Colin Kaepernick’s controversial decision to kneel during the national anthem last season in an effort to take a stand against black oppression has created a wide spectrum of responses, ranging from “STAND or be anti-American” to “KNEEL or be a racist disgrace.”
Donald Trump’s call for the NFL to fire any “son of a b***” who got down on one knee during the anthem fueled America’s already white-hot, racially-divisive fire last September—and the controversy has continued to resurface in various forms throughout the season, all the way through Super Bowl.
The latest flare-up was ignited after the National Football League rejected a Super Bowl ad submitted by the American Veterans (AMVETS), featuring the two-word hashtag “#PleaseStand.”
— Marion Polk (@AMVETSNatlCmdr) January 22, 2018
After being invited by the NFL to place an advertisement of their choice in Super Bowl LII, AMVETS—America’s largest veteran service organization—took great offense to the league’s rejection of their message.
“It’s a simple, polite request that represents the sentiment of our membership, particularly those whose missing or paralyzed limbs preclude standing,” National Commander Marion Polk wrote to NFL Commissioner, Roger Goodell.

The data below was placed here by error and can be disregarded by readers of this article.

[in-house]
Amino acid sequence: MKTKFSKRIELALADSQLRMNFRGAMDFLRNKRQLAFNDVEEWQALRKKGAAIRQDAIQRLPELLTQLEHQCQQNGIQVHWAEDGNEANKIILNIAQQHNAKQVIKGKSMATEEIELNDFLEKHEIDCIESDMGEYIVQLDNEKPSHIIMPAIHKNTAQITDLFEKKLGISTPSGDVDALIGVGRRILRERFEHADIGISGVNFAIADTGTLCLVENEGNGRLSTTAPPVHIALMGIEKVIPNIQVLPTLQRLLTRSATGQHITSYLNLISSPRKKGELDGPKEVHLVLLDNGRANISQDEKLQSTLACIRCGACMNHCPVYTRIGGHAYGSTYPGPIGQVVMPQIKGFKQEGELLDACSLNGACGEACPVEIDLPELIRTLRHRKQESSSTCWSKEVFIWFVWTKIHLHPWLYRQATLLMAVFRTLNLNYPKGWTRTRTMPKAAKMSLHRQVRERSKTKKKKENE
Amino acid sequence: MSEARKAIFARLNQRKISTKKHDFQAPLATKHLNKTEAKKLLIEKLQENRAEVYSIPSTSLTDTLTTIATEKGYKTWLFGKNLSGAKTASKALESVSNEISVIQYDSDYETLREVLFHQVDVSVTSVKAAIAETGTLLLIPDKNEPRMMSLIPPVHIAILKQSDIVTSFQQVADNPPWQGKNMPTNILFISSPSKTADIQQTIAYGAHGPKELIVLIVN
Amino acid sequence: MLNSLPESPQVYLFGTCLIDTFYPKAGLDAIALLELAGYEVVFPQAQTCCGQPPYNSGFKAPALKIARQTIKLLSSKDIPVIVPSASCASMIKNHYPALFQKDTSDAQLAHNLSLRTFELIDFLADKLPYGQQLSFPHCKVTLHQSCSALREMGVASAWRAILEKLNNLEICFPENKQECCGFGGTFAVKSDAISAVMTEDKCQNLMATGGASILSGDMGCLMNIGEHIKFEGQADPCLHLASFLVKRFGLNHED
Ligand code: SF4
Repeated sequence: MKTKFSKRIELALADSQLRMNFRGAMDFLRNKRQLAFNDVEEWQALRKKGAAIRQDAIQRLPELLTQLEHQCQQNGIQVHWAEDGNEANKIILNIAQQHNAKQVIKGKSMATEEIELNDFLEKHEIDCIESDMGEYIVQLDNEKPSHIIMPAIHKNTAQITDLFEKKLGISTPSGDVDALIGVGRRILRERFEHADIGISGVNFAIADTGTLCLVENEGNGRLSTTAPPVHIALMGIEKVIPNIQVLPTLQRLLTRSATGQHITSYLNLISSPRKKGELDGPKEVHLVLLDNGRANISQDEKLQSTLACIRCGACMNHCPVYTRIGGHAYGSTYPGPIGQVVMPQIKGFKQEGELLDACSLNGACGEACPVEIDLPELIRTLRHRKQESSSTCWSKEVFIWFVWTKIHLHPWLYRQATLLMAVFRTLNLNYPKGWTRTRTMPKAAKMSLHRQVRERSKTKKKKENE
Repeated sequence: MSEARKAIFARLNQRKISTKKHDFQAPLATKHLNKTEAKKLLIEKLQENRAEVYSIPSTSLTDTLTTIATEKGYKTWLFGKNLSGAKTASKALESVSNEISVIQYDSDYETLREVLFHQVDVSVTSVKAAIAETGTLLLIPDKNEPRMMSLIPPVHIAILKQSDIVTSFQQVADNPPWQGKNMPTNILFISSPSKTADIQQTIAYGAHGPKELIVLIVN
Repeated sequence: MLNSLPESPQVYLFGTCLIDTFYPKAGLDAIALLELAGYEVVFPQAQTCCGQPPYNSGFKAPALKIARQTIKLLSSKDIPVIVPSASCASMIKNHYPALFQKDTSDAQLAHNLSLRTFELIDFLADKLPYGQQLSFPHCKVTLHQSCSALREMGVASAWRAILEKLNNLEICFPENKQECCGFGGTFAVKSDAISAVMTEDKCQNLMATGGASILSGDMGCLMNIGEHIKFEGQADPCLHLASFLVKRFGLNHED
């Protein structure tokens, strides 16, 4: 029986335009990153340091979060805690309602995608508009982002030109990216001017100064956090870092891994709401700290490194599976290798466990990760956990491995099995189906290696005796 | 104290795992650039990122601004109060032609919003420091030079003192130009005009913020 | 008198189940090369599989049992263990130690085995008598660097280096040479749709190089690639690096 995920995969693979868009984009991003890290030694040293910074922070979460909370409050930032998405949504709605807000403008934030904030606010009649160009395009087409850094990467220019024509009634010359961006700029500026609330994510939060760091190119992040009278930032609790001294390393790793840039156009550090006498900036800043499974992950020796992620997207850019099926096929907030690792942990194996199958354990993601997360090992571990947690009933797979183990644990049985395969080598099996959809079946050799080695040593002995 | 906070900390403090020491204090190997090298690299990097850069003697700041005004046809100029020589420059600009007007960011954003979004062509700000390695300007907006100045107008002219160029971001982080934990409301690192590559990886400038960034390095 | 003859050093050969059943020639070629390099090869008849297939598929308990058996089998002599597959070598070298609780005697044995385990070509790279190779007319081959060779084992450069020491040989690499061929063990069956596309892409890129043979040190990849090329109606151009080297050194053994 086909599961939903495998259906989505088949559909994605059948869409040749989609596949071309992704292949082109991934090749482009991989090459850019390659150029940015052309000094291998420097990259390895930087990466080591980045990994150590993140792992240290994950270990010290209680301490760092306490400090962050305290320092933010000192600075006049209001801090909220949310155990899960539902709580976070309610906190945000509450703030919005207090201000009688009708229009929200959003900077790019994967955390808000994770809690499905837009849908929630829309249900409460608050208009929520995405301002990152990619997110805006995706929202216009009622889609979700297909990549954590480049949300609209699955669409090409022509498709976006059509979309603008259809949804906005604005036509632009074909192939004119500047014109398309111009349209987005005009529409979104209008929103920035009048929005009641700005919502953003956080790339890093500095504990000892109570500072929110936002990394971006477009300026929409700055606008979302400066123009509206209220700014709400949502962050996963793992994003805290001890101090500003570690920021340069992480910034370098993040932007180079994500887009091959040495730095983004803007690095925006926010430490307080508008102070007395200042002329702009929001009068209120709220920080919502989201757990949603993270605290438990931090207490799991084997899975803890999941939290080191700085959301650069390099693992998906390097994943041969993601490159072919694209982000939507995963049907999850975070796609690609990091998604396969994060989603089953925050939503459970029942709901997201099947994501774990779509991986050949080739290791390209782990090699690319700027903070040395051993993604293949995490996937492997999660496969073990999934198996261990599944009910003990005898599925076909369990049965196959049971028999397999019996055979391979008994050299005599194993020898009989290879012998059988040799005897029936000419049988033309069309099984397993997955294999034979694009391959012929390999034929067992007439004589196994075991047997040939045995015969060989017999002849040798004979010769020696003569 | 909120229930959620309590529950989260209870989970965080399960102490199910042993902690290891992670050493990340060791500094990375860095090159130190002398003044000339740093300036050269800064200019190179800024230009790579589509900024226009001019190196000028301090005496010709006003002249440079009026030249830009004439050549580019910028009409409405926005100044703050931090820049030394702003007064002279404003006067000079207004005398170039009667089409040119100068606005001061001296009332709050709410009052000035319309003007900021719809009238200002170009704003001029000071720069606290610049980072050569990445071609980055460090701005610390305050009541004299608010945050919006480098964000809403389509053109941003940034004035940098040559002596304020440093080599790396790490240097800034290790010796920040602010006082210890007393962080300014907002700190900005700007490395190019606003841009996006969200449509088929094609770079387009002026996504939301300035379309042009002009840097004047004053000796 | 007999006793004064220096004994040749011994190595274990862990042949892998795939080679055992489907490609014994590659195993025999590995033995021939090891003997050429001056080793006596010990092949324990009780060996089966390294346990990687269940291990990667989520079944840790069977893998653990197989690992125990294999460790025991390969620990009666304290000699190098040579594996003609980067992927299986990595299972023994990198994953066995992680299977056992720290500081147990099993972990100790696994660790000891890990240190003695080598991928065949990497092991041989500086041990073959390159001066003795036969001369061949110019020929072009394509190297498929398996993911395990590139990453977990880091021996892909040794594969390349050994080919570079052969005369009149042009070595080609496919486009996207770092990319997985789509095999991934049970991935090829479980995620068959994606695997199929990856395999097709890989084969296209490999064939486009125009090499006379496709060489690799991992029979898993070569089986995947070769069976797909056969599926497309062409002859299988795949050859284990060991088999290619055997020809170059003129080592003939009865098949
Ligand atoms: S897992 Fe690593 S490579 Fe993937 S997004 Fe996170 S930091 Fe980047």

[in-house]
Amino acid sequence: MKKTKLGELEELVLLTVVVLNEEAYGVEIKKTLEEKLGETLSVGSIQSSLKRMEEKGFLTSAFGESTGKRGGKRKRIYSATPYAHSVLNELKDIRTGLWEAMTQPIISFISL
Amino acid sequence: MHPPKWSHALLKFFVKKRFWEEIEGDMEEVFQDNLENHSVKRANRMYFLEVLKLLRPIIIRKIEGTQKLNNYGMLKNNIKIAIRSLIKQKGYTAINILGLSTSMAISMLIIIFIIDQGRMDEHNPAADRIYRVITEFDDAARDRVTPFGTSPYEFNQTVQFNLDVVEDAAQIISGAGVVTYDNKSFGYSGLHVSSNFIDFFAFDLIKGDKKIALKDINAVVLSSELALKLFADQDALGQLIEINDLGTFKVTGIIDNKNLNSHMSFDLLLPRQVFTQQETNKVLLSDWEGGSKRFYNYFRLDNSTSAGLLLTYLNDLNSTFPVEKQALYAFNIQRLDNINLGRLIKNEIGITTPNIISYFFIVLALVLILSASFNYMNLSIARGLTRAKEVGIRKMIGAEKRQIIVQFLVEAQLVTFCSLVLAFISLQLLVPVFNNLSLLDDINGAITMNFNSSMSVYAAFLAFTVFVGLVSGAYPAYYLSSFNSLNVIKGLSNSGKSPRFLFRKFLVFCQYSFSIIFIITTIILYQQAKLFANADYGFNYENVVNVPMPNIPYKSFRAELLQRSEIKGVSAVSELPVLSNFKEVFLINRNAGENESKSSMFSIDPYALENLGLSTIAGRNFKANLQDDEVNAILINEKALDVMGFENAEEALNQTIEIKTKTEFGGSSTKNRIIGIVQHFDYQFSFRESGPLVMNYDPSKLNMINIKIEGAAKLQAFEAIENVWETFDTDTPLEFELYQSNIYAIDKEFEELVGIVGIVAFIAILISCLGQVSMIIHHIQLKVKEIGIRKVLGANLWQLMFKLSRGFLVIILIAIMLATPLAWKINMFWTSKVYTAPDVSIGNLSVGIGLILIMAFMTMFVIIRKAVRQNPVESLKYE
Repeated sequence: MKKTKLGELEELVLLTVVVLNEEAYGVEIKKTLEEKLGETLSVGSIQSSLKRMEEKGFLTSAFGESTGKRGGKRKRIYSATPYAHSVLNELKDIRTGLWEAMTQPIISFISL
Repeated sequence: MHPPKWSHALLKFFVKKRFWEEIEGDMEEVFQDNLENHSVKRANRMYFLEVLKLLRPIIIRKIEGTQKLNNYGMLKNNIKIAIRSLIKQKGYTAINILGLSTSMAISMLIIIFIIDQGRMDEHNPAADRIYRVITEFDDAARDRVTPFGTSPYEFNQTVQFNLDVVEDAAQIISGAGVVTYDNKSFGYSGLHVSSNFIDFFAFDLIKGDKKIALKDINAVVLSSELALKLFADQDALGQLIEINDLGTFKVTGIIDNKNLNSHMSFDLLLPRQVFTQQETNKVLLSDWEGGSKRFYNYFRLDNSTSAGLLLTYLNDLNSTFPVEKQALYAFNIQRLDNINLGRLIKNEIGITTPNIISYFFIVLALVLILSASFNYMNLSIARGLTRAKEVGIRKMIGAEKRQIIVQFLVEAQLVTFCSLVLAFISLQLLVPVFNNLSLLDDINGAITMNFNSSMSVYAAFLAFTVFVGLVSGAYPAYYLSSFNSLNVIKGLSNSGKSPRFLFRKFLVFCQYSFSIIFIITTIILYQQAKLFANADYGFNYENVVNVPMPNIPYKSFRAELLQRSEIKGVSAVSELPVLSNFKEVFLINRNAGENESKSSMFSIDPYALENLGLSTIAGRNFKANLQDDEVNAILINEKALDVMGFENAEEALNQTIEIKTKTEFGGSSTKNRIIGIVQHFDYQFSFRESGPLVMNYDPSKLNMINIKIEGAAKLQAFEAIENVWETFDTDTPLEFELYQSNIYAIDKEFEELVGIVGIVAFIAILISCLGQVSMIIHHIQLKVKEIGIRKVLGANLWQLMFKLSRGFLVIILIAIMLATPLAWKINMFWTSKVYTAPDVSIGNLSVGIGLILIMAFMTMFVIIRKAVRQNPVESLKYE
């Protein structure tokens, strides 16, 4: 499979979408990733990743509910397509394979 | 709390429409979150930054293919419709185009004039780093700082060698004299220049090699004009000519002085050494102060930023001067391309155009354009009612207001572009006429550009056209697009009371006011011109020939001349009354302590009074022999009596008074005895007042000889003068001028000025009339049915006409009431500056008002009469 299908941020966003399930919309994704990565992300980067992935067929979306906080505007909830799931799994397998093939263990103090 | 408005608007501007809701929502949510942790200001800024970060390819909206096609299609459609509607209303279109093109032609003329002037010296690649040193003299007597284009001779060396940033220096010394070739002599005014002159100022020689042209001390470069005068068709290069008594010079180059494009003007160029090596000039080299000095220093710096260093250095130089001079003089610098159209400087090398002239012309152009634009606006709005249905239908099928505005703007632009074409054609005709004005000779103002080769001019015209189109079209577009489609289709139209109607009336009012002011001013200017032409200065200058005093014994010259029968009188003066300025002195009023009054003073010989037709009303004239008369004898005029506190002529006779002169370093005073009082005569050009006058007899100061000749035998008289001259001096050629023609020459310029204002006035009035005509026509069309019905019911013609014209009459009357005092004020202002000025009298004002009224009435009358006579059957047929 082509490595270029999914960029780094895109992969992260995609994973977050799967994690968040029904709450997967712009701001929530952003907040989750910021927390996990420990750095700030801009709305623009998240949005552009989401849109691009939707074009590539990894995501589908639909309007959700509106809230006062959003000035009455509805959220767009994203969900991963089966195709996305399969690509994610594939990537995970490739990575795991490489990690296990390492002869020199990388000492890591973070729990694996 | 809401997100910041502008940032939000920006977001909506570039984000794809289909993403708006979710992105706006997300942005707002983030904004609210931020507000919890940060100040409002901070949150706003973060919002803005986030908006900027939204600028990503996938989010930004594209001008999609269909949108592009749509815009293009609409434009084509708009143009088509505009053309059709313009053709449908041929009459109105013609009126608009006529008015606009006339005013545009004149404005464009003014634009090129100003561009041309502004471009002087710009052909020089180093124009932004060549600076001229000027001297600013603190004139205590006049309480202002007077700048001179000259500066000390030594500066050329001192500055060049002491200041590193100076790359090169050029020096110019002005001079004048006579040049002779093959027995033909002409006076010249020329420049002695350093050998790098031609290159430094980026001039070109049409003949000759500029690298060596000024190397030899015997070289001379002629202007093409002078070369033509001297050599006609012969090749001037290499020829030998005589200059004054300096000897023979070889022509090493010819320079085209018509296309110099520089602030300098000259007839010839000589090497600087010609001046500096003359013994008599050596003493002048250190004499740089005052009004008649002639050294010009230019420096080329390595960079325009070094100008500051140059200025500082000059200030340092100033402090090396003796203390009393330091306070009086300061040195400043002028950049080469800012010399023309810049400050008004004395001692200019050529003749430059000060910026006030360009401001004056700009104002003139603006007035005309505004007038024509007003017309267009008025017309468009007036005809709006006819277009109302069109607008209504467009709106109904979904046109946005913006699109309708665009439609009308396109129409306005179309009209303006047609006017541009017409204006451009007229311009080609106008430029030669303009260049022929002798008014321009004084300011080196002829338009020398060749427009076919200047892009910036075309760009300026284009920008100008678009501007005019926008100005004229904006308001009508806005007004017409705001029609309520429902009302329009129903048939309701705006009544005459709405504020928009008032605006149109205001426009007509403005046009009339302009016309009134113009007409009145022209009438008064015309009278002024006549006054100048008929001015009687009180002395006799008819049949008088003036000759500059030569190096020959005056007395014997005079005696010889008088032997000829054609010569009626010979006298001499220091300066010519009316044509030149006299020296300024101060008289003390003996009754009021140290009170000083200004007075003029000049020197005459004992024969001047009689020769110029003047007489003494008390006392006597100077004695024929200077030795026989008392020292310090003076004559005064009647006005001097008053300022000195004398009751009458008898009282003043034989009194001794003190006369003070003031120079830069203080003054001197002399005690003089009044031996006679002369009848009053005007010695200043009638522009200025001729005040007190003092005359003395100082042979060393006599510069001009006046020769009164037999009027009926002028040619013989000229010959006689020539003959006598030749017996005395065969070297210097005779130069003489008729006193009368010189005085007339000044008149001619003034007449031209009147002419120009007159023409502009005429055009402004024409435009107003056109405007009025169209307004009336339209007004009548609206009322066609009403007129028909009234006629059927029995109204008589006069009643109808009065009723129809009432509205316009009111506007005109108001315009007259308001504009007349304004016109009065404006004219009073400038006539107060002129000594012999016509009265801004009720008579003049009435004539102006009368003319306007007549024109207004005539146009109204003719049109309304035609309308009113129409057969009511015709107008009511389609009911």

The organization asserts the NFL’s distasteful response is an act of “outright censorship.”
“Freedom of speech works both ways,” continued Polk. “We respect the rights of those who choose to protest, as these rights are precisely what our members have fought—and in many cases died—for. But imposing corporate censorship to deny that same right to those veterans who have secured it for us all is reprehensible and totally beyond the pale.”
But NFL spokesman, Brian McCarthy, strongly disagrees with the American Veterans’ stance, explaining the ad spots are “designed for fans to commemorate and celebrate the game, players, teams and the Super Bowl.”
“It’s never been a place for advertising that could be considered by some as a political statement,” he added.
McCarthy instead offered the American Veterans the option of using “Please Stand for our Veterans” in their advertisement, in order to present a less polarizing message. But AMVETS was not pleased with the alternative.
“Veterans are good for more than just military aircraft flyovers, photo opportunities during halftime, or props to sell camouflage-style NFL apparel,” Polk wrote to NFL Commissioner Goodell. “Although, the NFL’s stance on not allowing the veterans’ unfiltered voice to be heard says otherwise.”
What are your thoughts on the NFL’s rejection of the American Veterans’ ad? Is it warranted or unjust censorship? We’d love to hear your feedback in the comments!